A Northland principal whose classrooms are some of the worst in New Zealand has met with government officials today and now feels certain the school will be replaced.
Jim Luders, from Northland College in Kaikohe, made headlines last week after the Herald ran a story about the state of the damp, leaky school, which he described as a "ghetto environment".
A fix for the dilapidated 280-student high school had been deemed urgent in 2012, but as of last week no rebuild date had been set.
Following publication of his pupils' plight last week, the acting head of the ministry's education infrastructure service, Jerome Sheppard, flew to Northland to visit the school.
Today, while Mr Luders was in Wellington, he again met Sheppard and Associate Education minister Nikki Kaye to discuss the rebuild delays.
"It wasn't about her saving face or the Government or anything else, she was keen to ensure the ducks were in order . . . and to ensure the process would be followed correctly from now on," Mr Luders said.
The school would now be visited by the property manager, and the buildings would get an urgent upgrade, even though they were expected to only be there for a short period of time.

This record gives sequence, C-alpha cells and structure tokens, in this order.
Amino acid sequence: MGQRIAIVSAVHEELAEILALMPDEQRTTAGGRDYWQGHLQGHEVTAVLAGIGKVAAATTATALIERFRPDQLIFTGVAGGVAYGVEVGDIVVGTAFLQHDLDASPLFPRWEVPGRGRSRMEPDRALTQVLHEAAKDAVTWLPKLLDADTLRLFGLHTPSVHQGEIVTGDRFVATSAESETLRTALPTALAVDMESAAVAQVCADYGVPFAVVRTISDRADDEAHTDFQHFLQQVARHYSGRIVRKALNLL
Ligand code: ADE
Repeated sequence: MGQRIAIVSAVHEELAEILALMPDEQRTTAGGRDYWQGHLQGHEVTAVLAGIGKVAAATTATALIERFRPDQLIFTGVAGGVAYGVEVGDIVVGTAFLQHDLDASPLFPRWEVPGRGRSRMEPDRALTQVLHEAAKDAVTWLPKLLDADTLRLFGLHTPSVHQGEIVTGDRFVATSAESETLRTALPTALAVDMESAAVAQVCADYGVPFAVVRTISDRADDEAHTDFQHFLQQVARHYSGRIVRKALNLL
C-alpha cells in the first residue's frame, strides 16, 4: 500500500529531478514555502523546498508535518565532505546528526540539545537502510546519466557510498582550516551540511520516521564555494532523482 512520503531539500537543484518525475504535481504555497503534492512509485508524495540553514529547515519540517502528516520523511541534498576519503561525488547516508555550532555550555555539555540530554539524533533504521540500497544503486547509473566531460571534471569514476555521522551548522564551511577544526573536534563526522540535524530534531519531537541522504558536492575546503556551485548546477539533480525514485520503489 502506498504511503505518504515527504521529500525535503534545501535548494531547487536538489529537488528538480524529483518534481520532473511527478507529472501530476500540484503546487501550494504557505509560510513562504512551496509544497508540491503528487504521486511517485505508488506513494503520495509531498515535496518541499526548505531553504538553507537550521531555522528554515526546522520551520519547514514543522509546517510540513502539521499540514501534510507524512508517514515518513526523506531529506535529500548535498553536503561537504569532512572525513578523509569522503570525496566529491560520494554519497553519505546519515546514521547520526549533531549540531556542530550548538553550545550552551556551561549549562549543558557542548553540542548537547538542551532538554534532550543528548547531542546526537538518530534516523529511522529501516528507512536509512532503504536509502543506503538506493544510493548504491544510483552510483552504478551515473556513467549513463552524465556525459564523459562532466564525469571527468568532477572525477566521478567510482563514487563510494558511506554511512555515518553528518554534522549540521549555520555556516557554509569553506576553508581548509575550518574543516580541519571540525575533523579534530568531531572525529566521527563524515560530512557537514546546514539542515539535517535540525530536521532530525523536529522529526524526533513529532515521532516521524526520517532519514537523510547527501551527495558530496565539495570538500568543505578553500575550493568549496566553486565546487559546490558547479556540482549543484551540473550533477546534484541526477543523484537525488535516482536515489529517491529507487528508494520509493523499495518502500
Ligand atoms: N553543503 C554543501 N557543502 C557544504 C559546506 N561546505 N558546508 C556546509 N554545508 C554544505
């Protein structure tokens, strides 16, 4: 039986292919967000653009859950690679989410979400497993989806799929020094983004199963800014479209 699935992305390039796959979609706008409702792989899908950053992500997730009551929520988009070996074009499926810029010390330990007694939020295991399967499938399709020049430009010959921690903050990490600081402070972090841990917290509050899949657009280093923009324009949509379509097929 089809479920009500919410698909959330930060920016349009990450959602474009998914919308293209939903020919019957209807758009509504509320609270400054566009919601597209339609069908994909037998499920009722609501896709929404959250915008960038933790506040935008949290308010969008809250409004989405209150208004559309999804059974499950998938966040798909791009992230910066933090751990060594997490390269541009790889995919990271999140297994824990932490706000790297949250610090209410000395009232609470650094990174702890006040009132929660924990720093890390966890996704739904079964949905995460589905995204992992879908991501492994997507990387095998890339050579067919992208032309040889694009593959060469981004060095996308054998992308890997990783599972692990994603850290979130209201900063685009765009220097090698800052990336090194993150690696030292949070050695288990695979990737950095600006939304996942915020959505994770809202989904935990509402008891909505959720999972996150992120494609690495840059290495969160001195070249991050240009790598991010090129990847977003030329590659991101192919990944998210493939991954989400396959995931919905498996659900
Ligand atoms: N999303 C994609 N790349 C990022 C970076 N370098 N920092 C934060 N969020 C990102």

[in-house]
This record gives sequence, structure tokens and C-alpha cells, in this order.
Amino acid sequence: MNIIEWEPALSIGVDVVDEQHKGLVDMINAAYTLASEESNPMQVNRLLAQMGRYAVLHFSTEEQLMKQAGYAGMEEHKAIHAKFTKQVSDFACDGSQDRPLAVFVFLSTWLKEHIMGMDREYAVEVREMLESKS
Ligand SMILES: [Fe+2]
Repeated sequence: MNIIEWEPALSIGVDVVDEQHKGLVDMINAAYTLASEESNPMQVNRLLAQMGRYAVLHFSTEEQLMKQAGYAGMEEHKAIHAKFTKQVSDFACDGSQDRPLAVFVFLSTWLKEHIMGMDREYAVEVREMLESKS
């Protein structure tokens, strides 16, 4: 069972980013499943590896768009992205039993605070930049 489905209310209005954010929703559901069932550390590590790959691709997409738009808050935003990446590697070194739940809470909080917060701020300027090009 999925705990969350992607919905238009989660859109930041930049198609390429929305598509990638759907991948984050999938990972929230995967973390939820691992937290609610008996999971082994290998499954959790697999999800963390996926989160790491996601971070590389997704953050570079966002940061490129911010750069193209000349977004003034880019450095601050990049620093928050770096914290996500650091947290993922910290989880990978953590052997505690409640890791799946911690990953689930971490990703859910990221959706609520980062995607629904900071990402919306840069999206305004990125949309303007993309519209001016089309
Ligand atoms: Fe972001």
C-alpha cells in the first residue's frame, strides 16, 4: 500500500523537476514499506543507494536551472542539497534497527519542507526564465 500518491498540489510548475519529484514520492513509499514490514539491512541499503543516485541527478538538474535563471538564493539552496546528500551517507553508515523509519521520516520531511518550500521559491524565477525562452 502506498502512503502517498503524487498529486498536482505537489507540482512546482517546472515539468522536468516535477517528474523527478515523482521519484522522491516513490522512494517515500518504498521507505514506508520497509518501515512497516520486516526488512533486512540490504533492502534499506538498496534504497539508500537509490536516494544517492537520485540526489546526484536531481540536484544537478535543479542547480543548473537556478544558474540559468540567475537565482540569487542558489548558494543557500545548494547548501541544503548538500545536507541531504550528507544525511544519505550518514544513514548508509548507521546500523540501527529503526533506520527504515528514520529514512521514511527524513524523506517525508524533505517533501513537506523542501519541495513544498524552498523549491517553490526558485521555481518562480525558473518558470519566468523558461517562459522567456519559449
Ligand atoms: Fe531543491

Funding the school had thought was frozen to go towards the rebuild would be able to be used for the upgrade.
Plans for a rebuild and a date for delivery is expected to be announced next month.
"I am extremely confident that everything has been addressed. We know now it's a priority," Mr Luders said.
"I think the wheels are going to be rolling quite quickly. They're going to get things cracking as fast as they possibly can."
He was grateful to have certainty.
"That's the thing we've wanted to whole way along. It gives us a lot more heart to know exactly where we stand. Moving guidelines are hard to get your head around."
He didn't hold a grudge over the delays, saying the ministry were looking after a lot of money and the school had got lost somewhere in the process.
"The end product is the kids are the winner out of this."